PhD Student Publishes Two Peer-Reviewed Papers on Adolescent Nutrition
A PhD student in the Discipline of Dietetics and Human Nutrition has had two peer-reviewed papers based on his research published in recognised journals.
Originally from Trinidad in the Caribbean, Mr Keiron Audain, who completed his first Master’s degree in Molecular Biology and Pathology of Viruses at the Imperial College in London, began his second Master’s degree in Medical Biochemistry at UKZN’s Durban campus in 2010 and then decided to follow it up with a PhD in Human Nutrition.
Audain investigated and compared the nutritional status and food choices of adolescents from a high-income (Grace College) and a low-income school (S’bongumusa High School) in the Hilton area.
‘Prior to arriving at UKZN my academic background was largely Biomedical, however I soon became more aware of the importance of Human Nutrition in positive health outcomes,’ said Audain of his decision to pursue a PhD in the Discipline.
‘I was keen to investigate the role of nutrition in alleviating some of the major health concerns affecting Africa and the developing world, namely chronic and infectious diseases and malnutrition.’
What Audain found most interesting in his study was that poor nutrition overall was observed in adolescents at both schools. He found obesity was more prevalent among male learners from the high income school and among female scholars in the low-income school. The causes of the obesity in the two groups were different however, with the high-income students reportedly eating more fatty red meat and the lower-income students consuming more fatty snacks, such as vetkoek and samoosas.
The subjects’ choice of food contributing to obesity reflected their contrasting socio-economic backgrounds, however, poor habits were observed in both groups.
Audain also recorded that stunted growth was apparent in the low-income learners, indicating a double-burden of obesity and stunting which, literature suggests, can play a role in increased disease risk in adulthood.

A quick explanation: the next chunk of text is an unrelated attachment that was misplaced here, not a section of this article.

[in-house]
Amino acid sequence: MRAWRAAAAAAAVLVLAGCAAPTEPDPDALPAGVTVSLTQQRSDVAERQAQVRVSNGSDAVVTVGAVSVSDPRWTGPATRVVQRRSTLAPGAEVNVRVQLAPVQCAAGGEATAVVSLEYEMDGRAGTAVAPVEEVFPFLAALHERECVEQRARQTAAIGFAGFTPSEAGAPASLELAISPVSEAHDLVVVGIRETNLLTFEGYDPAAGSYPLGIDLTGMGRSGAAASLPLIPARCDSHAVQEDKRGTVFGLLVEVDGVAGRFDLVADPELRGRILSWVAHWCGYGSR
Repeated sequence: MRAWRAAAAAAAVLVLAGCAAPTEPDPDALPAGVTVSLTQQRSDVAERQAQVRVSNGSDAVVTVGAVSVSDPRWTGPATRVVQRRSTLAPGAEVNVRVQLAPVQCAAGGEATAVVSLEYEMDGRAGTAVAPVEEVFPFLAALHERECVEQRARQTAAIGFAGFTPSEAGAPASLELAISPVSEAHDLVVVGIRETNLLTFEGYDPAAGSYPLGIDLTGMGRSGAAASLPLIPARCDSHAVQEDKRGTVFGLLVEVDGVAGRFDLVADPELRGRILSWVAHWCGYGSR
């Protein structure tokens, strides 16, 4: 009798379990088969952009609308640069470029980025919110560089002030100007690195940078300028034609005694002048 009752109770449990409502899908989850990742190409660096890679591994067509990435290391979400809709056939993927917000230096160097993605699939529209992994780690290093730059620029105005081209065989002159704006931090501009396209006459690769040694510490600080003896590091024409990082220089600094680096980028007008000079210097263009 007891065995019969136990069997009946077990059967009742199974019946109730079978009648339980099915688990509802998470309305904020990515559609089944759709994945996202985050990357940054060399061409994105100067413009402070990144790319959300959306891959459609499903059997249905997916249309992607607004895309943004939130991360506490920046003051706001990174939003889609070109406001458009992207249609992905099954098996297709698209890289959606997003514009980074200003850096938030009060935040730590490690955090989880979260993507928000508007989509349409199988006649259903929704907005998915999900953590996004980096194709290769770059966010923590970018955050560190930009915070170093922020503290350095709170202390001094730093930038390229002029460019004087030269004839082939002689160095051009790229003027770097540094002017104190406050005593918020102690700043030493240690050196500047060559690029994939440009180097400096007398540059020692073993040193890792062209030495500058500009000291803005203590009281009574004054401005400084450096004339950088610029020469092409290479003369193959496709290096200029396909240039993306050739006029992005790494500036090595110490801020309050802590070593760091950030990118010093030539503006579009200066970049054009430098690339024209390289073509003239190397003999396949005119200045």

Audain’s research has led to the publication of papers in the South African Journal of Clinical Nutrition (SAJCN) and the African Journal of Food Agriculture, Nutrition and Development (AJFAND). A third paper has also been submitted to another international journal.
Additionally, Audain was able to present his research in the form of a poster presentation at the African Nutrition and Epidemiology Conference (ANEC) in July as well as at the National Nutrition Congress held in Johannesburg last month.
The interest in Audain’s work sheds light on the growing concern around adolescent obesity and overall health and provides a sound perspective on the socio-economic factors and eating habits behind these issues. Having experienced the negative impact on his current health because of his poor eating habits as an adolescent, Audain hopes that studies similar to his can illuminate the crucial issue of adolescent nutrition and contribute to the introduction of a nutrition intervention strategy.
Audain, who wants to continue with research once he has obtained his PhD, hopes his qualification will put him in a position to carry out projects that further investigate the association between nutrition and disease risk.
‘I am also keen to collaborate with local NGOs and community workers and other researchers in the field to develop and implement sustainable nutrition strategies to improve health.’
His time at UKZN has provided Audain with a beneficial, multidisciplinary outlook on his work, having been a part of both the Medical Biochemistry and Dietetics and Human Nutrition Disciplines at the University.
‘I think the close proximity and interaction between the Human Nutrition and Food Security departments here at the School of Agricultural, Earth and Environmental Sciences (SAEES) is a great thing, as these two research areas are inextricably linked,’ said Audain.
UKZN’s input into its postgraduate students is another area Audain appreciated during his studies, saying: ‘I like the fact that UKZN invests in the academic development of its postgraduates by engaging in things such as sponsoring writing workshops, which can only strengthen its research position and capabilities.’
Audain credited Professor Anil Chuturgoon of UKZN’s Discipline of Medical Biochemistry for helping him to come to South Africa and embark on this research journey.
Audain also thanked his colleague and friend Dr Francis Zotor at the University of Health and Allied Sciences for his mentorship, academically and personally, while acknowledging the influence of Dr Paul Amuna at the University of Greenwich for inspiring him as an African academic championing nutrition and health issues on a global stage.
Audain’s former supervisor at the Imperial College in London, Dr Simon Jeffs, also played a role in supporting Audain in his work over the years.
He expressed heartfelt gratitude for the support of his mother, friends and family both in his home country and in South Africa.
In the Discipline of Dietetics and Human Nutrition, Audain’s supervisors, Professor Frederick Veldman and Mrs Suna Kaisser, were “infectiously passionate” about his project and assisted ‘every step of the way’.
Kassier said the study provided a snapshot of the nutritional status of future South African adults as weight status was known to track into adulthood. This, she said, would form an indicator of adult onset lifestyle diseases, such as diabetes and high blood pressure, which are linked to body mass index (BMI).
Audain’s revelations of the complicated relationship between obesity and socio-economic factors could also provide important insight into the discussion around obesity in South Africa.